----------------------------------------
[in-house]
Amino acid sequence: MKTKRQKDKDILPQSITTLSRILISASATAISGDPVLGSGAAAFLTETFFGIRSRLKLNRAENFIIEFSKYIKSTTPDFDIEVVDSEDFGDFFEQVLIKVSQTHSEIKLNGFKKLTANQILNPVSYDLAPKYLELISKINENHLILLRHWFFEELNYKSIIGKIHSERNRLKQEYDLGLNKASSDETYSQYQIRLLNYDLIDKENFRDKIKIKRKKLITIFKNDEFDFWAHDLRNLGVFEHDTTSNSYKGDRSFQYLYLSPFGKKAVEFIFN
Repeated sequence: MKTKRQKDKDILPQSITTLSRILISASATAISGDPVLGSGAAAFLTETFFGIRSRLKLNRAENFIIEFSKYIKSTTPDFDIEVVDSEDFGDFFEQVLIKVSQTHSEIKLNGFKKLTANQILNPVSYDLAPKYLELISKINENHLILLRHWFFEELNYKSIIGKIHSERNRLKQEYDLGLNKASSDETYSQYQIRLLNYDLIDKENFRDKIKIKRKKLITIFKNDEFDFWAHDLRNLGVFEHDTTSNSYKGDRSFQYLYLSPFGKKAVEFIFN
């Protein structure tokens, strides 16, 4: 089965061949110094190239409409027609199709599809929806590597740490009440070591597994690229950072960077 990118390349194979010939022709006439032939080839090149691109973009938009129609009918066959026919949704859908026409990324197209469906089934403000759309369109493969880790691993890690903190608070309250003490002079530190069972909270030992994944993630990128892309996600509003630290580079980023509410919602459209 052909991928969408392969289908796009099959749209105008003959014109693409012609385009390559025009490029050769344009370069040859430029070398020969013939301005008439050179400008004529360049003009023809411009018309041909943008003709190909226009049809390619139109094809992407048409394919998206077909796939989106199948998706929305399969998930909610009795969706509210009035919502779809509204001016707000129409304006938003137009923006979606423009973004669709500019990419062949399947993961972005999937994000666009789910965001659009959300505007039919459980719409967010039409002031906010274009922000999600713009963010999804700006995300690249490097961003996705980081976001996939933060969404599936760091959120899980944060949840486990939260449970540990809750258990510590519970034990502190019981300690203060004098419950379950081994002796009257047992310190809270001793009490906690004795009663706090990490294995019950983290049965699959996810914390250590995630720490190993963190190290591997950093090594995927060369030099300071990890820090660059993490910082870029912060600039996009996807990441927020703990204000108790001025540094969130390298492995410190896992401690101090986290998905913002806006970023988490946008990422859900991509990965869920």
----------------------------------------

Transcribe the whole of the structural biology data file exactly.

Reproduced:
[in-house]
Amino acid sequence: MKTKRQKDKDILPQSITTLSRILISASATAISGDPVLGSGAAAFLTETFFGIRSRLKLNRAENFIIEFSKYIKSTTPDFDIEVVDSEDFGDFFEQVLIKVSQTHSEIKLNGFKKLTANQILNPVSYDLAPKYLELISKINENHLILLRHWFFEELNYKSIIGKIHSERNRLKQEYDLGLNKASSDETYSQYQIRLLNYDLIDKENFRDKIKIKRKKLITIFKNDEFDFWAHDLRNLGVFEHDTTSNSYKGDRSFQYLYLSPFGKKAVEFIFN
Repeated sequence: MKTKRQKDKDILPQSITTLSRILISASATAISGDPVLGSGAAAFLTETFFGIRSRLKLNRAENFIIEFSKYIKSTTPDFDIEVVDSEDFGDFFEQVLIKVSQTHSEIKLNGFKKLTANQILNPVSYDLAPKYLELISKINENHLILLRHWFFEELNYKSIIGKIHSERNRLKQEYDLGLNKASSDETYSQYQIRLLNYDLIDKENFRDKIKIKRKKLITIFKNDEFDFWAHDLRNLGVFEHDTTSNSYKGDRSFQYLYLSPFGKKAVEFIFN
């Protein structure tokens, strides 16, 4: 089965061949110094190239409409027609199709599809929806590597740490009440070591597994690229950072960077 990118390349194979010939022709006439032939080839090149691109973009938009129609009918066959026919949704859908026409990324197209469906089934403000759309369109493969880790691993890690903190608070309250003490002079530190069972909270030992994944993630990128892309996600509003630290580079980023509410919602459209 052909991928969408392969289908796009099959749209105008003959014109693409012609385009390559025009490029050769344009370069040859430029070398020969013939301005008439050179400008004529360049003009023809411009018309041909943008003709190909226009049809390619139109094809992407048409394919998206077909796939989106199948998706929305399969998930909610009795969706509210009035919502779809509204001016707000129409304006938003137009923006979606423009973004669709500019990419062949399947993961972005999937994000666009789910965001659009959300505007039919459980719409967010039409002031906010274009922000999600713009963010999804700006995300690249490097961003996705980081976001996939933060969404599936760091959120899980944060949840486990939260449970540990809750258990510590519970034990502190019981300690203060004098419950379950081994002796009257047992310190809270001793009490906690004795009663706090990490294995019950983290049965699959996810914390250590995630720490190993963190190290591997950093090594995927060369030099300071990890820090660059993490910082870029912060600039996009996807990441927020703990204000108790001025540094969130390298492995410190896992401690101090986290998905913002806006970023988490946008990422859900991509990965869920």